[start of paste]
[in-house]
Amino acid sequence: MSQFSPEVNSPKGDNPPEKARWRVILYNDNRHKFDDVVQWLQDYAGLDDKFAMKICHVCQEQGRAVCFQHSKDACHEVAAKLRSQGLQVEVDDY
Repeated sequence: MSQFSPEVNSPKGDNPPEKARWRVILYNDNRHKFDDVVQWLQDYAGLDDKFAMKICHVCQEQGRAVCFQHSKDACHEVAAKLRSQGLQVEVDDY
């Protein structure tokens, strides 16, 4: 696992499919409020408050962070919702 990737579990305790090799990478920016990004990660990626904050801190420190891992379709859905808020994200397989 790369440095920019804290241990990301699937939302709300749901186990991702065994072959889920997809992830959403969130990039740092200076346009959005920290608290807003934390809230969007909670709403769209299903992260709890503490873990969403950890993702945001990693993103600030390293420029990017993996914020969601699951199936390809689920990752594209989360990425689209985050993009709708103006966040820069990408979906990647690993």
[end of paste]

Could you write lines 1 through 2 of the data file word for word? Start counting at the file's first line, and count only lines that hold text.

[in-house]
Amino acid sequence: MSQFSPEVNSPKGDNPPEKARWRVILYNDNRHKFDDVVQWLQDYAGLDDKFAMKICHVCQEQGRAVCFQHSKDACHEVAAKLRSQGLQVEVDDY